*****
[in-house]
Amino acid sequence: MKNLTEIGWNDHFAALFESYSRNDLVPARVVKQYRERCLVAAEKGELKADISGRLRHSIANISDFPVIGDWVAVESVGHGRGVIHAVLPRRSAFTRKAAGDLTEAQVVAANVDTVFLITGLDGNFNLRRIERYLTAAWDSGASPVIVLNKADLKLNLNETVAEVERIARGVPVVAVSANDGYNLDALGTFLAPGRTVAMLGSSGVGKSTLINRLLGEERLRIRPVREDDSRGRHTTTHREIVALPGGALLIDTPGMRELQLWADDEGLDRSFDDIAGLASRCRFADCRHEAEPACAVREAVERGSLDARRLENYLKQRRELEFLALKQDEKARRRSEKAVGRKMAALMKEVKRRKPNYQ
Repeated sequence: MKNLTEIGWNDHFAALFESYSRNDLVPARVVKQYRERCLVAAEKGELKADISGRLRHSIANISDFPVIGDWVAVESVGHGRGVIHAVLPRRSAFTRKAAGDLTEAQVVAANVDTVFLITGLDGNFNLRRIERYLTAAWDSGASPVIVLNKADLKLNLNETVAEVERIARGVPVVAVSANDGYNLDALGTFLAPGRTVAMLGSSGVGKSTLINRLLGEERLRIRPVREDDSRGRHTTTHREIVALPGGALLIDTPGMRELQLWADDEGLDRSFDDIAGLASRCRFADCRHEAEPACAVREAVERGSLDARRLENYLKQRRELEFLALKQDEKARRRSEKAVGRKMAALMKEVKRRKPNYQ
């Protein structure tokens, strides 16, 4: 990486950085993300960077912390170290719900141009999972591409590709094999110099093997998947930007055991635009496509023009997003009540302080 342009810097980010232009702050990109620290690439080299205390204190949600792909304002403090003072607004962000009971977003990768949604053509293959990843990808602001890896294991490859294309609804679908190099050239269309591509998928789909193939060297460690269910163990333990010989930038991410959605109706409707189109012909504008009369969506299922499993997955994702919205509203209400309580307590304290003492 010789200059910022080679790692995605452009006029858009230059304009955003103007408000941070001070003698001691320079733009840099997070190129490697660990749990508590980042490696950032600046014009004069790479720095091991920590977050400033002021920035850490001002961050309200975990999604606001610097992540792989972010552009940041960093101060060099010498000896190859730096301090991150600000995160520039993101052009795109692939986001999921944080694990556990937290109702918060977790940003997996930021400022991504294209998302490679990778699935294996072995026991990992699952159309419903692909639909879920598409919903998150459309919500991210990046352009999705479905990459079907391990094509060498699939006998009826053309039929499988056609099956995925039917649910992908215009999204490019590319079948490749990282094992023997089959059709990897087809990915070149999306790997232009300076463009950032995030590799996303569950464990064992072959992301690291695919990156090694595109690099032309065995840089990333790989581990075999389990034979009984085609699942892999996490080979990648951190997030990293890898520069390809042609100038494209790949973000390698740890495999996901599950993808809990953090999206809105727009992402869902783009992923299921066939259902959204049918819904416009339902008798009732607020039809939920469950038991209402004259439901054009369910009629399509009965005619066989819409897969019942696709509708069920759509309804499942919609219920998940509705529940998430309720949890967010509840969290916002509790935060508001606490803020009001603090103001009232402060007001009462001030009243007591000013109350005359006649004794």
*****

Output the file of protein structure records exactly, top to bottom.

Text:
[in-house]
Amino acid sequence: MKNLTEIGWNDHFAALFESYSRNDLVPARVVKQYRERCLVAAEKGELKADISGRLRHSIANISDFPVIGDWVAVESVGHGRGVIHAVLPRRSAFTRKAAGDLTEAQVVAANVDTVFLITGLDGNFNLRRIERYLTAAWDSGASPVIVLNKADLKLNLNETVAEVERIARGVPVVAVSANDGYNLDALGTFLAPGRTVAMLGSSGVGKSTLINRLLGEERLRIRPVREDDSRGRHTTTHREIVALPGGALLIDTPGMRELQLWADDEGLDRSFDDIAGLASRCRFADCRHEAEPACAVREAVERGSLDARRLENYLKQRRELEFLALKQDEKARRRSEKAVGRKMAALMKEVKRRKPNYQ
Repeated sequence: MKNLTEIGWNDHFAALFESYSRNDLVPARVVKQYRERCLVAAEKGELKADISGRLRHSIANISDFPVIGDWVAVESVGHGRGVIHAVLPRRSAFTRKAAGDLTEAQVVAANVDTVFLITGLDGNFNLRRIERYLTAAWDSGASPVIVLNKADLKLNLNETVAEVERIARGVPVVAVSANDGYNLDALGTFLAPGRTVAMLGSSGVGKSTLINRLLGEERLRIRPVREDDSRGRHTTTHREIVALPGGALLIDTPGMRELQLWADDEGLDRSFDDIAGLASRCRFADCRHEAEPACAVREAVERGSLDARRLENYLKQRRELEFLALKQDEKARRRSEKAVGRKMAALMKEVKRRKPNYQ
């Protein structure tokens, strides 16, 4: 990486950085993300960077912390170290719900141009999972591409590709094999110099093997998947930007055991635009496509023009997003009540302080 342009810097980010232009702050990109620290690439080299205390204190949600792909304002403090003072607004962000009971977003990768949604053509293959990843990808602001890896294991490859294309609804679908190099050239269309591509998928789909193939060297460690269910163990333990010989930038991410959605109706409707189109012909504008009369969506299922499993997955994702919205509203209400309580307590304290003492 010789200059910022080679790692995605452009006029858009230059304009955003103007408000941070001070003698001691320079733009840099997070190129490697660990749990508590980042490696950032600046014009004069790479720095091991920590977050400033002021920035850490001002961050309200975990999604606001610097992540792989972010552009940041960093101060060099010498000896190859730096301090991150600000995160520039993101052009795109692939986001999921944080694990556990937290109702918060977790940003997996930021400022991504294209998302490679990778699935294996072995026991990992699952159309419903692909639909879920598409919903998150459309919500991210990046352009999705479905990459079907391990094509060498699939006998009826053309039929499988056609099956995925039917649910992908215009999204490019590319079948490749990282094992023997089959059709990897087809990915070149999306790997232009300076463009950032995030590799996303569950464990064992072959992301690291695919990156090694595109690099032309065995840089990333790989581990075999389990034979009984085609699942892999996490080979990648951190997030990293890898520069390809042609100038494209790949973000390698740890495999996901599950993808809990953090999206809105727009992402869902783009992923299921066939259902959204049918819904416009339902008798009732607020039809939920469950038991209402004259439901054009369910009629399509009965005619066989819409897969019942696709509708069920759509309804499942919609219920998940509705529940998430309720949890967010509840969290916002509790935060508001606490803020009001603090103001009232402060007001009462001030009243007591000013109350005359006649004794």